29 Nov My ex inherited a house. Can this lower my alimony payments?
Q. If my ex-wife just inherited half of a home from a relative, and the home will be sold with a profit of about $200,000, can that reduce my alimony payments? If yes, do I file a motion once the home is sold, or can I do this now since she was already willed the home?
A. It’s not that simple.
It all depends on the very specific facts and circumstances of your ex’s and your divorce, your respective financial situations at the time of your divorce and your respective current financial circumstances.
Once an alimony obligation is set, it stays the same as originally dictated unless there is a subsequent consensual agreement of the parties or an order from the court, said Kenneth White, a certified matrimonial attorney with Shane and White in Edison.
“To secure an order of the court over the objection of your ex, you would need to file a Notice of Motion and submit supporting documentation with the court,” White said. “To qualify for the court review and perhaps modify or terminate your alimony obligation, you will need to meet your burden of proof by establishing that a `significant, permanent change of circumstance’ has occurred.”
So what qualifies as a “significant, permanent change of circumstance?” It’s very fact specific, White said.
For example, he said, if your alimony obligation was set at the rate of $100 a week, it is a very different situation than if your alimony obligation was set at the rate of $1,000 a week.
“If it was $100 a week, one may be able argue that your ex receiving a lump sum benefit of $200,000 — a sum equal to 2000 weeks of alimony payments — has significantly reduced her need for alimony either based on the lump sum payment itself or the potential income such a lump sum may generate, and therefore the alimony obligation should be reduced or terminated,” he said. “However, if the original obligation was set at $1,000 a week, a lump sum inheritance of $200,000 would not likely lead to a conclusion that there was a `significant, permanent change of circumstance.’”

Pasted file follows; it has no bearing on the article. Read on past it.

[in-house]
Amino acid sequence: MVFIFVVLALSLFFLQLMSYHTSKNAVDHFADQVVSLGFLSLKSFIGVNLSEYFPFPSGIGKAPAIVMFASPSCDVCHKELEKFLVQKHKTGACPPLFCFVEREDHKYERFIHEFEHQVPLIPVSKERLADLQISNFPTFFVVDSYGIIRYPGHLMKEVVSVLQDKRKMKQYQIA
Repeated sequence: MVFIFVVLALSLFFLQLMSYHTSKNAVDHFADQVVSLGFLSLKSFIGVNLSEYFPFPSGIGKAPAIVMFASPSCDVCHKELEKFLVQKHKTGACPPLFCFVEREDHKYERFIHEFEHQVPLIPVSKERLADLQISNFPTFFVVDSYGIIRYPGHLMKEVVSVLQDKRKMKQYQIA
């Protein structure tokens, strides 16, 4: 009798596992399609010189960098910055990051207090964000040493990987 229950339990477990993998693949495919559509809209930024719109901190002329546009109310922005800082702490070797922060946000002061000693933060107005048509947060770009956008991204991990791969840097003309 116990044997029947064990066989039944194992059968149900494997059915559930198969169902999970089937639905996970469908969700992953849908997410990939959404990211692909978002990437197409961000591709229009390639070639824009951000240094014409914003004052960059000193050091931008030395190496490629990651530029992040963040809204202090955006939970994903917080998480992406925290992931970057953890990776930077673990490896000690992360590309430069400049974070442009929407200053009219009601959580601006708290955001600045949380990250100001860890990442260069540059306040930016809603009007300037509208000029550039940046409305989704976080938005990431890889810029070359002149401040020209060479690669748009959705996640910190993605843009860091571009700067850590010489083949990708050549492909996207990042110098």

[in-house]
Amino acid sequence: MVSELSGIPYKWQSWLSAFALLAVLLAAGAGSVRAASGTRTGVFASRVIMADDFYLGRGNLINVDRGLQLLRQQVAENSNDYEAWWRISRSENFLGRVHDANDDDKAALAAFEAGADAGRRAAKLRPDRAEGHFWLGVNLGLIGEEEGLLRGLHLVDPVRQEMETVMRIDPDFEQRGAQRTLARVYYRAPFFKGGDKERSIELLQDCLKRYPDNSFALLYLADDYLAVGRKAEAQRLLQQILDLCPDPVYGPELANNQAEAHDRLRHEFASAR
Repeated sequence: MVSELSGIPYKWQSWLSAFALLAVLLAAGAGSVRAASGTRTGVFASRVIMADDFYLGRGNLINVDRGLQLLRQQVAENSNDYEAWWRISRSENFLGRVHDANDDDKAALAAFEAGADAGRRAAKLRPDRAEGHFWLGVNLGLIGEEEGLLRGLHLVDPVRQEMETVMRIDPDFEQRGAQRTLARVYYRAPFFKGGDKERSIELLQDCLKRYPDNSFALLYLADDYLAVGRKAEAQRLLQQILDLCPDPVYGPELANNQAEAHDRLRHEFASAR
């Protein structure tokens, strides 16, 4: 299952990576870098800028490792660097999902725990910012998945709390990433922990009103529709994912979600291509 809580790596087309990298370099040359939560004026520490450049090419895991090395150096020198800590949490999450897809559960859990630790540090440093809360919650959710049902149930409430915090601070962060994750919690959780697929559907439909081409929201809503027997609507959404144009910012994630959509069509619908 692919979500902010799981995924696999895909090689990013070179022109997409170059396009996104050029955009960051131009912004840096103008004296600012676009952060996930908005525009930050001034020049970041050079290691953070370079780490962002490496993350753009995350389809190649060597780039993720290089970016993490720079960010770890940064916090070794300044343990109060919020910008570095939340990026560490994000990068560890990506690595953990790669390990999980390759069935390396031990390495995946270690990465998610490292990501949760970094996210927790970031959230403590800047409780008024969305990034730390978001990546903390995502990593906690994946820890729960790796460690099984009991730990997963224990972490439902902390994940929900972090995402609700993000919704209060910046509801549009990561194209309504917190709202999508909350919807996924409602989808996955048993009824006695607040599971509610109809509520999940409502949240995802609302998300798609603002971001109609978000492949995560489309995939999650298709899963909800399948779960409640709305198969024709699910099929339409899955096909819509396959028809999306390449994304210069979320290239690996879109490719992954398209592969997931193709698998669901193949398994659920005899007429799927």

Similarly, what your ex’s and your respective financial means were at the time the original alimony obligation was set would also be relevant, he said.
For example, if at the time your alimony obligation was set you each had net worth of under $100,000, an inheritance of $200,000 may lead to a conclusion that a “significant, permanent change of circumstance” has occurred, White said However, if you each had or have a net worth greater than $1 million, an inheritance of $200,000 would probably not lead to you securing any relief from your originally set alimony obligation, he said.
White said there are many additional factors to be considered when analyzing whether a “significant, permanent changes of circumstance” has occurred, justifying a review and perhaps modification or termination of a support obligation.
This can include your ex’s and your annual earned income at the time the original support obligation compared to incomes now and whether the alimony obligation “open durational” — permanent — or whether it was set for a limited duration.
Given all the variables, it would make sense for you to consult with a divorce attorney who can review the specifics of your situation.
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This story was originally published on Nov. 29, 2022.
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